The references to Hislop are still available in WTLibrary, albeit in the older WT's, the Reasoning book and others and are useful for determining the pagan origins of Christmas and Easter if nothing else though there are many references to other habits of Christendom quoted.  If the slave has not removed those references or recanted them but have left them there to be used by us, then we can safely say that we can still use them in our personal study and when we talk to others.

 

Over the years the slave has used less and less outside references but this does not mean that 'our organisation has turned its back on Hislop's writings', just that it doesn't need to use them anymore as we have now moved forward in time and the references are already there so don't need to be repeated. 

 

Just my personal opinion.

 

 

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21 hours ago, GeordieGirl said:

The references to Hislop are still available in WTLibrary, albeit in the older WT's, the Reasoning book and others and are useful for determining the pagan origins of Christmas and Easter if nothing else though there are many references to other habits of Christendom quoted.  If the slave has not removed those references or recanted them but have left them there to be used by us, then we can safely say that we can still use them in our personal study and when we talk to others.

 

Over the years the slave has used less and less outside references but this does not mean that 'our organisation has turned its back on Hislop's writings', just that it doesn't need to use them anymore as we have now moved forward in time and the references are already there so don't need to be repeated. 

 

Terri, I view this differently.

 

Hislop's book had an important role in our organization. It introduced the brothers in the 1910s to the idea that many practices they had inherited from Christendom churches actually came from the pagan Babylonian religion. That was the starting point of an extensive research that led to abandoning many such practices.

 

But despite the positive effects of that enlightenment, most of the information in that book are simply conclusions Hislop arrived to, often with little or no evidence. I mean, anyone can notice the similarity between the names Easter and Ishtar, but that isn't a proof that they are related. (Today we know the name Easter comes from the Saxon goddess Eostre.) After all, Alexander Hislop was a Protestant minister, not a researcher, and the purpose of his book was not to bring to light some careful and accurate research, but rather to criticize the Catholic church.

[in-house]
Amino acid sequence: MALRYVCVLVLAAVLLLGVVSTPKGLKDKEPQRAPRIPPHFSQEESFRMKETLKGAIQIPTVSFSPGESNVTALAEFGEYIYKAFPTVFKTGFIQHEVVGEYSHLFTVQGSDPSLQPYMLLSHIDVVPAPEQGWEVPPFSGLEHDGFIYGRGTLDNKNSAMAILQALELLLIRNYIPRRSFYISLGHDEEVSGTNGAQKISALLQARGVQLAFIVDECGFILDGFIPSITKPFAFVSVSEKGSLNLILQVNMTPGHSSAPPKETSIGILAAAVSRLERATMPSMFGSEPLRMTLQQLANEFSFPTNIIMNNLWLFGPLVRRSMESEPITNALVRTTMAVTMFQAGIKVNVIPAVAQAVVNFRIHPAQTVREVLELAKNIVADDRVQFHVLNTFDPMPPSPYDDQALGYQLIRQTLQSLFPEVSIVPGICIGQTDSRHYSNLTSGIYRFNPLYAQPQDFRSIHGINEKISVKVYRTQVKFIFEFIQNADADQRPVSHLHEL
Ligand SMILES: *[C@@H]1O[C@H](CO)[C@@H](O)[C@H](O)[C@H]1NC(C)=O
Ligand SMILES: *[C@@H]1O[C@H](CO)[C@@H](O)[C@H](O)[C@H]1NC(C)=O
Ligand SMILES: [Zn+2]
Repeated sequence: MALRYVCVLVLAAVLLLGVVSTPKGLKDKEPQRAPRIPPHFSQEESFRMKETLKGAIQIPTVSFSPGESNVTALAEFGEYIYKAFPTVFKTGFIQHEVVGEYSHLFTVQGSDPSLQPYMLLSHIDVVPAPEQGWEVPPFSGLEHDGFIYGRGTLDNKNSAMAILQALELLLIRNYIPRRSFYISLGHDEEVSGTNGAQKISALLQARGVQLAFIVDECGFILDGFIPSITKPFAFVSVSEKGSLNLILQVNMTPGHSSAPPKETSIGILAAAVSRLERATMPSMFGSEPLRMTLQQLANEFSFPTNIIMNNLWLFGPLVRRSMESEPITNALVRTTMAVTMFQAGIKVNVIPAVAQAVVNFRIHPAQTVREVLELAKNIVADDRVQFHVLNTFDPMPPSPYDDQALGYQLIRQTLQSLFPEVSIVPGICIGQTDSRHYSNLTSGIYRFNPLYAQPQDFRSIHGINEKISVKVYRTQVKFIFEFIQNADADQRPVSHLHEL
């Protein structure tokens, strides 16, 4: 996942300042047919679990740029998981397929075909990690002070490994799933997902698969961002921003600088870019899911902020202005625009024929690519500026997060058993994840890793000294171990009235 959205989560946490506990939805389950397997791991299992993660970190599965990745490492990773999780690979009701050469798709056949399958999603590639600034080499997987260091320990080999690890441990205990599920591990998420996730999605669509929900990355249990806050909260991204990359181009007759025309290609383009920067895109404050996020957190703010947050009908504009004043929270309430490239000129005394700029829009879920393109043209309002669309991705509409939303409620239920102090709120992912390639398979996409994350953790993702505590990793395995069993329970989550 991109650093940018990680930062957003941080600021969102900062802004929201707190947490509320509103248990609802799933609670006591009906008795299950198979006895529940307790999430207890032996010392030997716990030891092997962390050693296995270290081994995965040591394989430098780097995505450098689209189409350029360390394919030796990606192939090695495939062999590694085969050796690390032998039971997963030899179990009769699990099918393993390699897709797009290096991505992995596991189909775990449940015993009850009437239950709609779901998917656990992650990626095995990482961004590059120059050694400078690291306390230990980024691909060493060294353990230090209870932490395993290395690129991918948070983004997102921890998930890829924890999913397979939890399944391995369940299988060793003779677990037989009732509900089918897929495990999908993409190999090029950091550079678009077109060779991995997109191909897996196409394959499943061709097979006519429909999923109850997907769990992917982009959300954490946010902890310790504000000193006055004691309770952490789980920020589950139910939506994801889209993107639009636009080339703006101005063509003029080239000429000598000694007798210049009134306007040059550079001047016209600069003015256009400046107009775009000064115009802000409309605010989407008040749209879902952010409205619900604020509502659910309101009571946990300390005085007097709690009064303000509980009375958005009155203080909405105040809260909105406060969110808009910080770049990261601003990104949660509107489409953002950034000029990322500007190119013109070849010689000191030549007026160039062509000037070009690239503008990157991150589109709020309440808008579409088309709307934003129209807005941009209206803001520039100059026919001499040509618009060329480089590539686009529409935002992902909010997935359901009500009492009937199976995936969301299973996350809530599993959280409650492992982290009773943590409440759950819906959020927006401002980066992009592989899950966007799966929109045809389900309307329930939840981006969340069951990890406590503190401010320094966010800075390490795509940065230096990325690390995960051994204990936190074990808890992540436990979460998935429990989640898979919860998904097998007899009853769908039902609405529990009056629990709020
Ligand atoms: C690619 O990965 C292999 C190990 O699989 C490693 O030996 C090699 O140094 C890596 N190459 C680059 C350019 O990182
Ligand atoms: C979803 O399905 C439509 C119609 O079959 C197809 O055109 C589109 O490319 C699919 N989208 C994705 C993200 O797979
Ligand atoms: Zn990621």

Some of Hislop's ideas were repeated in our publications up until the eighties and were very popular among the friends. The last reference to "The Two Babylons" in our publications is from 1986. Shortly after that the brothers realized they were quoting a work that lacked any scientific rigour and written by someone with an agenda, so as Jerry explained they "turned their back on" Hislop's book. It has never been mentioned again.

 

That those quotations are in the Watchtower Library CD doesn't mean that they are approved by the Slave. There are many explanations in the Watchtower Library that are completely outdated. I don't think our publications have "less outside references" than they used to. Our recent publications contain lots of quotations from different books, articles and websites written by experts. But Hislop's book simply doesn't cut the mustard. It's only fair to acknowledge the huge positive influence that book had in the cleaning of our beliefs, but that's it. :)

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7 minutes ago, carlos said:

similarity between the names Easter and Ishtar, but that isn't a proof that they are related.

 

It seems possible that Ishtar and Eostre are the same goddess just depicted differently in different religions. 

 

http://www.psychicgloss.com/articles/3549

 

 

eastertranslation.jpg?w=1276


Edited by EccentricM
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Thank you for that information, Carlos.  I wasn't aware of the use of Hislop's writings as far back as 1910.  :)  

 

As far as the name of gods and goddesses go .... a false god/goddess by any other name. It doesn't matter what they were called, they are all pagan, they are all satan's tools and they all started millenia ago, mainly back in the original Babylon and are now happily being used by the greater Babylon. :)


Edited by GeordieGirl